RG: Exactly. Once you get over $100 / $150, somewhere around there, we are starting to give you the swag associated with the game. As you know I am still big on reality components. Things like cloth maps, trinkets, of that sort of nature. We are already producing some of the cloth maps which can be shown to the team, to show how the artworks hold up when you not only shrink it to this size but transfer it on to a piece of cloth. So we will not only make those available to people but if you join the Kickstarter at around $100 to $150, the collector’s edition scale, we will start shipping those to you. The highest levels are where you begin to get the real estate. In UO you could buy a deed and deploy a house anywhere in the world, which was cool because you could deploy anywhere in the world. The problem was you could deploy anywhere in the world. The world became littered with abandoned houses really. Not only does the two scale map fundamentally not support that very well. I mean it’s hard to think about how that would work, but by limiting it to the cities and towns that exist and we can make more cities and towns. In fact we are hoping that we get contacted by some of the big player communities, like maybe yours, who say look we as a group would like to form a town, named after your site and named after your group, with enough lots for all of us and we will apportion them amongst ourselves. Fine by us, we will do that, we will instantiate a town just for that community. But even though the houses sound expensive at $1000 each, depending on if you want smaller or bigger, if you look back at Ultima Online the blacksmiths’ shops near the core of Trinsic, which were by far the most trafficked areas for people to get in and out to bring their ingots in from the mines and to get their weapons to go back out with. Those blacksmiths’ shops sold for tens of thousands of dollars on EBay, and there will actually be fewer places in this game than the last game to be able to deploy homes. So we think that real estate will ultimately be worth that price to the people that lay down a house if they wish.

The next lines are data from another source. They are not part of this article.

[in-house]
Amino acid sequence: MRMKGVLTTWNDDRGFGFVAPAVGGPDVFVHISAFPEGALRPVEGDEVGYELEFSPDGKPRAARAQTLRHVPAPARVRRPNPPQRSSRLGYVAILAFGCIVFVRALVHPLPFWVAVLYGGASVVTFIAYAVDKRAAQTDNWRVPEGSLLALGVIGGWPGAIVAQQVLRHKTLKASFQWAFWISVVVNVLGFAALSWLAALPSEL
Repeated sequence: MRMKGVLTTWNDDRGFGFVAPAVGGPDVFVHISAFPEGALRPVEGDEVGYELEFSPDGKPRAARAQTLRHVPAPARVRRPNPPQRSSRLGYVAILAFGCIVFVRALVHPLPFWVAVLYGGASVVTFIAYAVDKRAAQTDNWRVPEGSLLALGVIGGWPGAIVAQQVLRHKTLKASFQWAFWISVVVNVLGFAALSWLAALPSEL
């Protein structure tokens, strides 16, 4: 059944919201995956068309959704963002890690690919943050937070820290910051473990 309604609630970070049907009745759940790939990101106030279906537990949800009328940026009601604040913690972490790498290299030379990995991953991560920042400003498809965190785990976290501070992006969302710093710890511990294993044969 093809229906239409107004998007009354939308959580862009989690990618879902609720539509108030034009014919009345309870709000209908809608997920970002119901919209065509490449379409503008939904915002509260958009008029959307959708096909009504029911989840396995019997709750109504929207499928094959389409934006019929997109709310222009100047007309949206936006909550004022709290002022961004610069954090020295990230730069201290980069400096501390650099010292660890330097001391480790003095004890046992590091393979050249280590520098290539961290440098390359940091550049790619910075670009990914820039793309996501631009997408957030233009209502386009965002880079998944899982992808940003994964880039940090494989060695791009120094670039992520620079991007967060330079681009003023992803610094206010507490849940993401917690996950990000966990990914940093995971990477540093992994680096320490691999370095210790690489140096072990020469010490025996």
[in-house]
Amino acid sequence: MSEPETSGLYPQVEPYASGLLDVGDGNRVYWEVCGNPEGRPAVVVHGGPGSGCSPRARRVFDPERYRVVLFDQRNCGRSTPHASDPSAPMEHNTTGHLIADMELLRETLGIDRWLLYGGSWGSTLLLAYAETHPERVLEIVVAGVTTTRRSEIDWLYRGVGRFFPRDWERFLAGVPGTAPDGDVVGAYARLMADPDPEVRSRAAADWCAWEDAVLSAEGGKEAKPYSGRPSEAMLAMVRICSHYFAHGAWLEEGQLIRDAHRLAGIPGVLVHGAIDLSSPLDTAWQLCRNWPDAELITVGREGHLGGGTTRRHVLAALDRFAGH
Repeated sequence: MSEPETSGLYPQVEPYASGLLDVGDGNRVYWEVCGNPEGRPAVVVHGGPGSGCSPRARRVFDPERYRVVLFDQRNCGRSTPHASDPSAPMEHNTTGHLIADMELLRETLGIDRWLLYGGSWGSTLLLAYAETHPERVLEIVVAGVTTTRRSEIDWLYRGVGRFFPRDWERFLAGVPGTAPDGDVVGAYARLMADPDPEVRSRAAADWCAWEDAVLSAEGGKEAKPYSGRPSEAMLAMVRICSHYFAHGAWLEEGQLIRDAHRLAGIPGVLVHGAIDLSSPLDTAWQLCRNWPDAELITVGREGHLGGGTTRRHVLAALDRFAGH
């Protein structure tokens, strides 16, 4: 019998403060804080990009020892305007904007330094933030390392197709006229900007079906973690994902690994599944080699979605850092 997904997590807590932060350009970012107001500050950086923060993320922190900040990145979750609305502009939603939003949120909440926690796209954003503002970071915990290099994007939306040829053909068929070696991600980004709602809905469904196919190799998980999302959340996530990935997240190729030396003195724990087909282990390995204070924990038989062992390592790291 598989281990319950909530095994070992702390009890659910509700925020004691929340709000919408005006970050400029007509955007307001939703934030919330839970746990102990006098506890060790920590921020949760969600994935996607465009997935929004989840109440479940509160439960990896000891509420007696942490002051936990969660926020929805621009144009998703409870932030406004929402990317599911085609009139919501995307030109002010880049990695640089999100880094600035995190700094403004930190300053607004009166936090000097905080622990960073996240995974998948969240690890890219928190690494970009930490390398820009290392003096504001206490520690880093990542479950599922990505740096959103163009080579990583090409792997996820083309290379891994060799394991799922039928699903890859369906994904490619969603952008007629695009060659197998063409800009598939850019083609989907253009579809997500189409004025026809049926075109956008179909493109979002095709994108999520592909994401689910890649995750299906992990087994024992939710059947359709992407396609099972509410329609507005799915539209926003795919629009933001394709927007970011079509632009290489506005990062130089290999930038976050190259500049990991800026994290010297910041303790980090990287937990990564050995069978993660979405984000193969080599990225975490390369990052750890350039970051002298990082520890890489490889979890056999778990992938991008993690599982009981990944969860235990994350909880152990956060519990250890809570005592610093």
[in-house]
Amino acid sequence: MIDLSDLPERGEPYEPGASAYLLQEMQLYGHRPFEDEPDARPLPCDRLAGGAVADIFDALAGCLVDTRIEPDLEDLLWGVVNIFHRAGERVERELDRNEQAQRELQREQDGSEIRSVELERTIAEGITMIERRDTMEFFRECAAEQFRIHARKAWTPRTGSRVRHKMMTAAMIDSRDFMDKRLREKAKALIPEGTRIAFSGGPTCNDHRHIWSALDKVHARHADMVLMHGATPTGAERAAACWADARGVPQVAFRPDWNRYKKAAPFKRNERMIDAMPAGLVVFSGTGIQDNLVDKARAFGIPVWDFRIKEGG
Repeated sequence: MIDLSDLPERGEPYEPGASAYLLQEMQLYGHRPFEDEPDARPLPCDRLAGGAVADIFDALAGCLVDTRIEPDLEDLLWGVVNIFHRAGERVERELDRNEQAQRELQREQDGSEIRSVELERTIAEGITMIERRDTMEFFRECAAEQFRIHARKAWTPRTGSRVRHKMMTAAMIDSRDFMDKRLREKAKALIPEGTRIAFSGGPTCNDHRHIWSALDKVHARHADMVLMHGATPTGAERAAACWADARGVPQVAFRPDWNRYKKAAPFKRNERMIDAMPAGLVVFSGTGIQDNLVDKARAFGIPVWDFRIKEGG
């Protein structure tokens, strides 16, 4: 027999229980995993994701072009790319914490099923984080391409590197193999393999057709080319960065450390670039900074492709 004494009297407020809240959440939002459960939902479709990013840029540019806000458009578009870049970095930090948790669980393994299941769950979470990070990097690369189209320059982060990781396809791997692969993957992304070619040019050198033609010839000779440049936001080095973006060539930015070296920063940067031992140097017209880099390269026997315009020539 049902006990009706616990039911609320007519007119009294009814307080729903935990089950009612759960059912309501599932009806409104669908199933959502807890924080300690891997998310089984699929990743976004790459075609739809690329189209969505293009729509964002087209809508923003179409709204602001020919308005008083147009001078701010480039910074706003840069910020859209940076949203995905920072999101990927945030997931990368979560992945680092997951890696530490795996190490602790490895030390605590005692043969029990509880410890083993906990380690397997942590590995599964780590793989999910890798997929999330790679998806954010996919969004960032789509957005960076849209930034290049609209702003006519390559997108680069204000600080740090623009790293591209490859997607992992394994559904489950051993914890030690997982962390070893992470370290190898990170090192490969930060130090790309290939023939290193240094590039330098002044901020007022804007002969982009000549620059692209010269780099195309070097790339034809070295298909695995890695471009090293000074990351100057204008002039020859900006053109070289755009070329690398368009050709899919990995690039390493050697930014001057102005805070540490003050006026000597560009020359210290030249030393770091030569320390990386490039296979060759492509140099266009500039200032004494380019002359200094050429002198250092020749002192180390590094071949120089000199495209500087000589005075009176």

Stratics – Pinnique: Well I can see that Greg is visibly excited. I am excited but Greg certainly is.
Stratics – Nexus: I have been talking about this non-stop the last few days with the people that help set this up. You have had such a fascinating life as an individual. Some of things that you have done, pioneering in the industry, space tourism, you are involved in the space programme. You are really a positive role model for people, I have to say that. I have just turned 36; I’m going back to college for the first time. Whenever things start to get on me I think well you know if Richard can go into space I can finish school.
RG: That sounds fantastic. That is really a great story and I am truly believer in the lifelong learning process. I actually think that is the only way you can be good at frankly anything; to devote your personal method to that end. It is interesting as to put this campaign together I have gone back to a lot of my earlier design and development documents. I pulled out the original stories I wrote, which were the histories of Mondain the Wizard. I pulled out the notebooks I used to plan the stories for the Ultimas, especially 3, 4, 5 and 6. Where I would setup a notebook, which was always on paper, as the tools weren’t good enough to do these things digitally, where I would multithread this work, that would diagram the work of people, places, plot threads, motivations, where magic items were and how they were moving around the landscape. In a way it is pretty hard to think of a complex, interactive story and thread it all properly. You can’t just sit down and write it all out from in the beginning, “bla, bla, blank, blank, blank…” and write it all down. You have to go through this fairly arduous process and I don’t know anyone else that does that. I don’t know anyone else that has the patience.
Stratics – Nexus: I remember when I was young and got into the D&D table top games. If you really wanted a good game session you had to do the research. You had to sit down and do the planning, spend the time and that’s one of the things that has fallen off in recent years and I think that is making the industry suffer some.